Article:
South Asia | Modi under fire after 24-hour ban on two TV channels
Indian Prime Minister Narendra Modi's government announced the TV ban just a day after he had attended a media awards ceremony and hailed freedom of the press. Photo: Reuters/Adnan Abidi
Indian Prime Minister Narendra Modi's government announced the TV ban just a day after he had attended a media awards ceremony and hailed freedom of the press. Photo: Reuters/Adnan Abidi

Modi under fire after 24-hour ban on two TV channels

Editors and opposition parties describe the move as an attack on media freedom, while the government says citizens come first, then journalists

November 7, 2016 10:20 AM (UTC+8)

Two of India’s TV news channels will be banned for a day on November 9 for violating broadcasting rules.

NDTV’s Hindi channel is being banned for live coverage of a terror attack on the Pathankot Air Force base in Punjab early this year, while News Time Assam will be taken off air for revealing the identity of a minor who was tortured while working as a domestic servant.

Ironically, the November 3 announcement of the ban on NDTV came a day after Prime Minister Narendra Modi had attended a media awards ceremony at which he hailed press freedom, honored journalists, and denounced the Emergency (from June 25, 1975 to March 21, 1977) under the Indira Gandhi-led Congress government when elections were suspended, civil liberties were curbed, political opponents jailed and the press was censored.

Approving the ban on NDTV’s Hindi channel, the Inter Ministerial Committee said the station’s live coverage revealed strategically-sensitive details such as the anti-terror operation, the location of the attackers, as well as pinpointing an ammunition depot, school and residential areas on the air force base.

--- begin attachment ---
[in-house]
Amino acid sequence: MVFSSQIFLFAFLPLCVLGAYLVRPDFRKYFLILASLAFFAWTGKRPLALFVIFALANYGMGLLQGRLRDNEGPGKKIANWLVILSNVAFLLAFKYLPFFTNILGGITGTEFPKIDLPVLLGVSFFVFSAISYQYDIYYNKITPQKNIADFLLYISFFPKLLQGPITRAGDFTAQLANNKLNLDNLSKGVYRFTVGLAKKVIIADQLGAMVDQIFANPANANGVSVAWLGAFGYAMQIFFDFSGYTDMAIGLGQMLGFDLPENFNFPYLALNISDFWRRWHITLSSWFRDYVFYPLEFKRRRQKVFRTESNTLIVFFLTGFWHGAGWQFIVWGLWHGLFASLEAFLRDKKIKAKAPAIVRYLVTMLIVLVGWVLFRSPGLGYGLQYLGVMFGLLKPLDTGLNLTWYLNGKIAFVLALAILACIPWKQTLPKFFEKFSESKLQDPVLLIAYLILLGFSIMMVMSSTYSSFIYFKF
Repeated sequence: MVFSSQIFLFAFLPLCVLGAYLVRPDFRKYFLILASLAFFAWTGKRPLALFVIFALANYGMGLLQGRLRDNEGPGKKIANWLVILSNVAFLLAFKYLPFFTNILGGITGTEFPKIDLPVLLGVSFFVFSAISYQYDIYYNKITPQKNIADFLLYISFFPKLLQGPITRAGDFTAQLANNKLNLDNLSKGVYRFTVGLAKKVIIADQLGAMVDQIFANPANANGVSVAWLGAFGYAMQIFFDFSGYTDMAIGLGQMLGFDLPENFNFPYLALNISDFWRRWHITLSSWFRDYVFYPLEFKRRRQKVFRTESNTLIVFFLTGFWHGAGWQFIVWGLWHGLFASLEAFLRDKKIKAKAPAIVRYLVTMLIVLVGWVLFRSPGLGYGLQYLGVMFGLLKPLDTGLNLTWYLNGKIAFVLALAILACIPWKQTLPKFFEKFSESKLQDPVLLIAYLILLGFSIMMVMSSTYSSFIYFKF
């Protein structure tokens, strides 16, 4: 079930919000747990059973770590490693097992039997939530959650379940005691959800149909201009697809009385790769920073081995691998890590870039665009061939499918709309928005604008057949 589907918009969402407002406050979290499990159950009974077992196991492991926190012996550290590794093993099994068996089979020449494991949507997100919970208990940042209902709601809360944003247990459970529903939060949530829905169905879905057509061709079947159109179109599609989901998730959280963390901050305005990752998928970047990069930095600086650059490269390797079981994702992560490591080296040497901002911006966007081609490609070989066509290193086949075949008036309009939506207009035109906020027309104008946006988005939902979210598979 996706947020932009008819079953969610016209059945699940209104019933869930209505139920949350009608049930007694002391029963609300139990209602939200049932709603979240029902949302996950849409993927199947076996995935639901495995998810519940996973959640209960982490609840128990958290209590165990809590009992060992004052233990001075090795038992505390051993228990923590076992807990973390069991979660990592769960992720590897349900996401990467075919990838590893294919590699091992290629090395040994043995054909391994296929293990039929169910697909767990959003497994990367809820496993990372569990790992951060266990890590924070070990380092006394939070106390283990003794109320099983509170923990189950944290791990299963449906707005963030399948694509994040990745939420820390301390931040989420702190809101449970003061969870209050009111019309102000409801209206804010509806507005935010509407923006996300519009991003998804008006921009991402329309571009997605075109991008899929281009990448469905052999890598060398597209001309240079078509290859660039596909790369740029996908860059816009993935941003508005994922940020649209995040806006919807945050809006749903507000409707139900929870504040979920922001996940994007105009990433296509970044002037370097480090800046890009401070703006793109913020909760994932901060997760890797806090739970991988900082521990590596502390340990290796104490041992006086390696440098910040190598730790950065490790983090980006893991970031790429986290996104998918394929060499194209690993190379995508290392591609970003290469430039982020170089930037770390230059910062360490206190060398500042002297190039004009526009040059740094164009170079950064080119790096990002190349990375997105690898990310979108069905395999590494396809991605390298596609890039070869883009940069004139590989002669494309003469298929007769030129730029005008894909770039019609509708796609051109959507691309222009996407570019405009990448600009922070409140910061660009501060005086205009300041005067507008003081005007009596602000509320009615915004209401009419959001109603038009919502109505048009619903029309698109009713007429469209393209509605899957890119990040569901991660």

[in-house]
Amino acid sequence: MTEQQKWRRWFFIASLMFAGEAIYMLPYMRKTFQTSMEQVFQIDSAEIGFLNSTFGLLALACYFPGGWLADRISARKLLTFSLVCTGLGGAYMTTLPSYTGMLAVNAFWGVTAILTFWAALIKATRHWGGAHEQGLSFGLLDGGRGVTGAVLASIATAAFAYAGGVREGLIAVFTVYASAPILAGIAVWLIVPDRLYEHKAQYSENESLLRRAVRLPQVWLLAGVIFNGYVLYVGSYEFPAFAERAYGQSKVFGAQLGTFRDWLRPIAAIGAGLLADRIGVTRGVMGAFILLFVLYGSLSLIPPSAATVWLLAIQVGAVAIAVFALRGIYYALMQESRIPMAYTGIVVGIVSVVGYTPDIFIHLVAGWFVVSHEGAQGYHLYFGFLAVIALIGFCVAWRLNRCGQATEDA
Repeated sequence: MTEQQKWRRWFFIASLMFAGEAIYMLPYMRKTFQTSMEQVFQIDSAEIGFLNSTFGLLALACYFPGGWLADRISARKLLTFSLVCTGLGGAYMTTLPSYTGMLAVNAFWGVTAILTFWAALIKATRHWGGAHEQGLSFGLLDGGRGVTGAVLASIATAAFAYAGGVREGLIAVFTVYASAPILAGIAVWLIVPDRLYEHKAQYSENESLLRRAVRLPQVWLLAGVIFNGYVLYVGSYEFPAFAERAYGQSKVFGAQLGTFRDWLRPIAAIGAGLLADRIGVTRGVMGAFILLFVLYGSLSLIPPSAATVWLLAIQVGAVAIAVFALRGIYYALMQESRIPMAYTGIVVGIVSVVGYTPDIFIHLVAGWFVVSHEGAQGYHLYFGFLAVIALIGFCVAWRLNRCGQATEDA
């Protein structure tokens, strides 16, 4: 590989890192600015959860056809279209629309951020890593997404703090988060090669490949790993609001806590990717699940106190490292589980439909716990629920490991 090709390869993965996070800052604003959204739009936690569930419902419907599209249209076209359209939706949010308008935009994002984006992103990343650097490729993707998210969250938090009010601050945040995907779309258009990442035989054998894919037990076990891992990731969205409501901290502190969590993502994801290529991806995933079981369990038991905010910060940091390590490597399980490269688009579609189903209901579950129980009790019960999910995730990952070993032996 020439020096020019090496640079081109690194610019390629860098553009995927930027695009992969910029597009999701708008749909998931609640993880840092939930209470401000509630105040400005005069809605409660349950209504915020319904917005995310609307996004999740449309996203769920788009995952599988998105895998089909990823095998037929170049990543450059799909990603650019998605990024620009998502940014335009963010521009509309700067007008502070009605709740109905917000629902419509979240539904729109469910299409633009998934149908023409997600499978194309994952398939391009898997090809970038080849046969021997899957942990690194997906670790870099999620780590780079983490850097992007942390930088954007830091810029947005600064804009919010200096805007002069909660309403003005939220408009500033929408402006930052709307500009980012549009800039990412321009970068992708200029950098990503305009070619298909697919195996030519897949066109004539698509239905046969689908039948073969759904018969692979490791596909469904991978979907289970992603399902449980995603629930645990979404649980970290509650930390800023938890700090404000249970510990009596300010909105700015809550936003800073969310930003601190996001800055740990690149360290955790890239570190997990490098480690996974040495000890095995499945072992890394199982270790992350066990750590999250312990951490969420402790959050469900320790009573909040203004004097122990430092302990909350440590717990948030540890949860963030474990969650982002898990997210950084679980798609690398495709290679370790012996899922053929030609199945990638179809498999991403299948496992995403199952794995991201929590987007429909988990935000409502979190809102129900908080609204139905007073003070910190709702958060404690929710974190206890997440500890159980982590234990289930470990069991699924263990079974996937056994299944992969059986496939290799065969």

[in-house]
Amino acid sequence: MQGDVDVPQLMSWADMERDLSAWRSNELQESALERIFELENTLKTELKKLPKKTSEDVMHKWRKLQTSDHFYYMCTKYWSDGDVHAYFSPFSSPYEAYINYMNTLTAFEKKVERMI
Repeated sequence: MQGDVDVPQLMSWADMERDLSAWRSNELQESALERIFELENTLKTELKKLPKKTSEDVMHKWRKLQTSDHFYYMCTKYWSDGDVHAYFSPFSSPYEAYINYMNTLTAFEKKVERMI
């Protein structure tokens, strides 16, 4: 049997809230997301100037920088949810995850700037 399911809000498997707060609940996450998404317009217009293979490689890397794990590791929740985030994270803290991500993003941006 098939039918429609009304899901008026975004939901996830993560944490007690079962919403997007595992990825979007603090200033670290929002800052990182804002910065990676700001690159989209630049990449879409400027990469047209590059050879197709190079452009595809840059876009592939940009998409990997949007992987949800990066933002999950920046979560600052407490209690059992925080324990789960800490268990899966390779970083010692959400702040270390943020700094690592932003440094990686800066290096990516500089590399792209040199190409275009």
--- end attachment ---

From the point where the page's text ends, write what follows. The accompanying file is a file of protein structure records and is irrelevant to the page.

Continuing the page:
Handlers of the terrorists could have easily passed these details to them thereby putting the lives of security forces personnel and civilians at risk.

The panel viewed the live telecast as a serious threat to the sovereignty, integrity and security of the nation.

According to broadcasting regulations, live telecasts of anti-terrorist operations by security forces are banned, while coverage of such operations is restricted to periodic briefings by the relevant officials.

Indian security personnel at Pathankot Air Force base after the attack by terrorists on January 2, 2016. Photo: AFP
Indian security personnel at Pathankot Air Force base after the attack by terrorists on January 2, 2016. Photo: AFP

Seven security forces personnel and four terrorists were killed in the Pathankot attack.

NDTV said its coverage was balanced and questioned why it was singled out since most channels and newspapers had similar coverage.

The Editors’ Guild of India and opposition parties described the federal government’s move as an attack on media freedom.

One columnist said India was now under an undeclared Emergency. The columnist made reference to Modi’s comments at the awards function in New Delhi on November 2, where he said: “Every generation must keep reflecting on the Emergency period in an unbiased manner so that no future political leader can even wish to commit the same sin.”

Defending the government, Union Minister for Information and Broadcasting Venkaiah Naidu said on Sunday the campaign against the ban on NDTV was politically motivated.

National interest

Addressing Urdu journalists at a training program in Hyderabad, Naidu said media freedom is not above national interests. He said citizens come first, then journalists.

Earlier in the day, he said the previous UPA government had also expressed similar concerns after live media coverage of the 26/11 terror attacks on multiple targets in Mumbai in 2008.

The Supreme Court at the time criticized the electronic media saying their live coverage of 26/11 served neither the national interest nor any social cause.

Due to their reckless coverage, plotters of terror across the border could follow the movements of security forces and communicate them to the terrorists.

While competing to gain maximum viewers, channels then made the task of the security forces difficult, dangerous and risky, the top court said.

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